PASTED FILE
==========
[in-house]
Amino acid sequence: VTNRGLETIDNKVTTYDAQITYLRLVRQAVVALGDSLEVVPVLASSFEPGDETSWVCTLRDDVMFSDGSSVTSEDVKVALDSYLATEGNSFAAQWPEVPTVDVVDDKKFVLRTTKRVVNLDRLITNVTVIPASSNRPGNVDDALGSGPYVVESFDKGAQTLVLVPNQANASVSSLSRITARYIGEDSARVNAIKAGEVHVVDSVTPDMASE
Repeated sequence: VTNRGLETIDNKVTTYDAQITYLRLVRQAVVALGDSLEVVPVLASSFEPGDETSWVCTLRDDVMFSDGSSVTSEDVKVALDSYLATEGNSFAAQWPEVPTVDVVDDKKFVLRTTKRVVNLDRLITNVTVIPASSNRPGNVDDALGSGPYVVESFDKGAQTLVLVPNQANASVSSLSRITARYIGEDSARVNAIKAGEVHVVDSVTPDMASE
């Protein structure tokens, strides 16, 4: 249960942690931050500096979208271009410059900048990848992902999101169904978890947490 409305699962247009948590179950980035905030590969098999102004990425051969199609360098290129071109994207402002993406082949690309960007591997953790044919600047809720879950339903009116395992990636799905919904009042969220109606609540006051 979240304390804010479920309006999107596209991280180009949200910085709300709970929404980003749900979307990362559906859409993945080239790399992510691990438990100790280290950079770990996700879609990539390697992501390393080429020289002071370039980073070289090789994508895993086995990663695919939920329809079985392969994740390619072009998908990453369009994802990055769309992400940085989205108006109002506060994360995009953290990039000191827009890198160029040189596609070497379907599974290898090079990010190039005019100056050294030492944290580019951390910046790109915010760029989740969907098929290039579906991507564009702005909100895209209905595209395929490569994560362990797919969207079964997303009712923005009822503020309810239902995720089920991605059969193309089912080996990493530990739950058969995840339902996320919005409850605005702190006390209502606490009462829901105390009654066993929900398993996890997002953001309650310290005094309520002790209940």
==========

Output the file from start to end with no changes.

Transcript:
[in-house]
Amino acid sequence: VTNRGLETIDNKVTTYDAQITYLRLVRQAVVALGDSLEVVPVLASSFEPGDETSWVCTLRDDVMFSDGSSVTSEDVKVALDSYLATEGNSFAAQWPEVPTVDVVDDKKFVLRTTKRVVNLDRLITNVTVIPASSNRPGNVDDALGSGPYVVESFDKGAQTLVLVPNQANASVSSLSRITARYIGEDSARVNAIKAGEVHVVDSVTPDMASE
Repeated sequence: VTNRGLETIDNKVTTYDAQITYLRLVRQAVVALGDSLEVVPVLASSFEPGDETSWVCTLRDDVMFSDGSSVTSEDVKVALDSYLATEGNSFAAQWPEVPTVDVVDDKKFVLRTTKRVVNLDRLITNVTVIPASSNRPGNVDDALGSGPYVVESFDKGAQTLVLVPNQANASVSSLSRITARYIGEDSARVNAIKAGEVHVVDSVTPDMASE
């Protein structure tokens, strides 16, 4: 249960942690931050500096979208271009410059900048990848992902999101169904978890947490 409305699962247009948590179950980035905030590969098999102004990425051969199609360098290129071109994207402002993406082949690309960007591997953790044919600047809720879950339903009116395992990636799905919904009042969220109606609540006051 979240304390804010479920309006999107596209991280180009949200910085709300709970929404980003749900979307990362559906859409993945080239790399992510691990438990100790280290950079770990996700879609990539390697992501390393080429020289002071370039980073070289090789994508895993086995990663695919939920329809079985392969994740390619072009998908990453369009994802990055769309992400940085989205108006109002506060994360995009953290990039000191827009890198160029040189596609070497379907599974290898090079990010190039005019100056050294030492944290580019951390910046790109915010760029989740969907098929290039579906991507564009702005909100895209209905595209395929490569994560362990797919969207079964997303009712923005009822503020309810239902995720089920991605059969193309089912080996990493530990739950058969995840339902996320919005409850605005702190006390209502606490009462829901105390009654066993929900398993996890997002953001309650310290005094309520002790209940």